Seventh Circuit Affirms Award of $1.00 in Excessive Force Case
by Christopher Zoukis
The Seventh Circuit Court of Appeals upheld an award of $1.00 in a case where a jury found a prison guard had used excessive force.
The plaintiff, Sammy J. Moore, an Illinois state prisoner, claimed he was struck in the head twice by guard Peter Liszewski. A jury ruled in Moore’s favor at trial and determined that Liszewski had used excessive force, but awarded just $1.00 in nominal damages. Essentially, the jurors held that Moore was wronged yet suffered no damages. He appealed.
The Seventh Circuit’s opinion, authored by the always-engaging Judge Richard Posner, was notable for its questioning of the continued validity of nominal damages.
“It’s a considerable mystery why nominal damages, which rarely exceed $2 and more commonly are as in this case only $1, are ever awarded,” Posner wrote in the September 23, 2016 decision. “They have negligible value to the recipient, and doubtless impose a greater cost in the time and paperwork involved in the judge’s explaining nominal damages in the jury instructions and recording the award in the judgment.”
The Court of Appeals reviewed the common understanding of nominal damages, and made quick work of the typical reasoning for such awards.
“The explanation usually given for awarding nominal damages is that the award demonstrates that the plaintiff was victorious in the suit. But he wasn’t. The suit sought money, and yielded him a negligible amount.”
Exploring further, the appellate court found three principal reasons which could explain the existence of nominal damages. First, a lawsuit may be brought for determination of a right instead of monetary damages. Second, nominal damages may be awarded to ensure that attorney’s fees and costs are paid to the prevailing party in the suit. And third, sometimes a court requires a plaintiff to be awarded “actual damages” (with nominal damages qualifying as actual) prior to allowing an award of punitive damages.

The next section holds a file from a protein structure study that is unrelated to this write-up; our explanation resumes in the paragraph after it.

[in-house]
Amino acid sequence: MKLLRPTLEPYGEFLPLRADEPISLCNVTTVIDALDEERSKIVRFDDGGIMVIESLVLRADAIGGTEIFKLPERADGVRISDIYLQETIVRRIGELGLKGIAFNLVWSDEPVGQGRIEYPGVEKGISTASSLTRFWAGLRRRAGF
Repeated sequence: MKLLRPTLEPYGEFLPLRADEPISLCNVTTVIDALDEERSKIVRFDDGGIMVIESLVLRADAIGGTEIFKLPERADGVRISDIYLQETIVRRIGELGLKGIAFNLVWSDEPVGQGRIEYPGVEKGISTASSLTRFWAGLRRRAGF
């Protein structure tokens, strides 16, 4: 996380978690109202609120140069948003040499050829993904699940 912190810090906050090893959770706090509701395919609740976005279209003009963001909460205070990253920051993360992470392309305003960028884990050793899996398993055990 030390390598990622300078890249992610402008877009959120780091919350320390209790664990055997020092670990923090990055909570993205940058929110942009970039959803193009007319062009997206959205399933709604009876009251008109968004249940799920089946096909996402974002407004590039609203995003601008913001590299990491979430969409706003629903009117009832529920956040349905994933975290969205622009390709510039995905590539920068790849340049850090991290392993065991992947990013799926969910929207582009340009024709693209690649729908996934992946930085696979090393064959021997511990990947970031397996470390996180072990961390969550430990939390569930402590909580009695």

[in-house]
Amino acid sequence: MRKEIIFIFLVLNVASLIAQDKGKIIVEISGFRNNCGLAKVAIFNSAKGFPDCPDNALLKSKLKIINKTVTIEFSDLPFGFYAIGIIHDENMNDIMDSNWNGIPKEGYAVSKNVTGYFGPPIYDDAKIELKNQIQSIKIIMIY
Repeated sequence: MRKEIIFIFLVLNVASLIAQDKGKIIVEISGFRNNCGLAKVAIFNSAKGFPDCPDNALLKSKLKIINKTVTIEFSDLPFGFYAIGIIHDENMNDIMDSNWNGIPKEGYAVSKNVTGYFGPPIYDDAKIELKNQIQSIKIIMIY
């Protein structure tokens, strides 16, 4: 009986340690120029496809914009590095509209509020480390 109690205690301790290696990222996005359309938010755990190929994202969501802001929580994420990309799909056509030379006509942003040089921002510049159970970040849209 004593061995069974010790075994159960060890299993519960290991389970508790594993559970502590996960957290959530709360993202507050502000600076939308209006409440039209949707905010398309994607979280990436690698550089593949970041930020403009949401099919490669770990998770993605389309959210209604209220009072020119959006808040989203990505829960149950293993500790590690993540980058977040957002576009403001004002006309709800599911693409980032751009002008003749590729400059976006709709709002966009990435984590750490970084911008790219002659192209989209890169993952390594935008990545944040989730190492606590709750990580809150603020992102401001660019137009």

In this case the Seventh Circuit upheld the award of $1.00 in damages, accepting that the jury found excessive force by Liszewski but no damages to Moore. Even so, the Court of Appeals wrestled with the conceptual absurdity of such an outcome.
“If the Plaintiff goes around bragging that he won his suit, and is asked what exactly he won, and replies ‘$1 dollar,’ he’ll be laughed at,” the Court wrote. “The plaintiff in our case of course wants more than just nominal damages. He argues that he was injured by Liszewski – that in the altercation Liszewski had struck him on the head twice with Liszewki’s walkie-talkie. But there was contrary evidence as well, evidence that the injury was attributable to the plaintiff’s having fallen and hit his head on a table, an accident not caused by Liszewski.”
Meanwhile, the district court awarded $1.50 in fees to the attorney who was appointed to represent Moore, pursuant to the Prison Litigation Reform Act, 42 U.S.C. § 1997e, which limits fee awards to “150% of the damages.” The court also awarded $95.62 in out-of-pocket costs to Moore’s counsel. This case spanned five years and included multiple appeals to the Seventh Circuit. See: Moore v. Liszewski, 838 F.3d 877 (7th Cir. 2016).
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Related legal case
Moore v. Liszewski
|Cite||838 F.3d 877 (7th Cir. 2016)|
|Level||Court of Appeals|
|Appeals Court Edition||F.3d|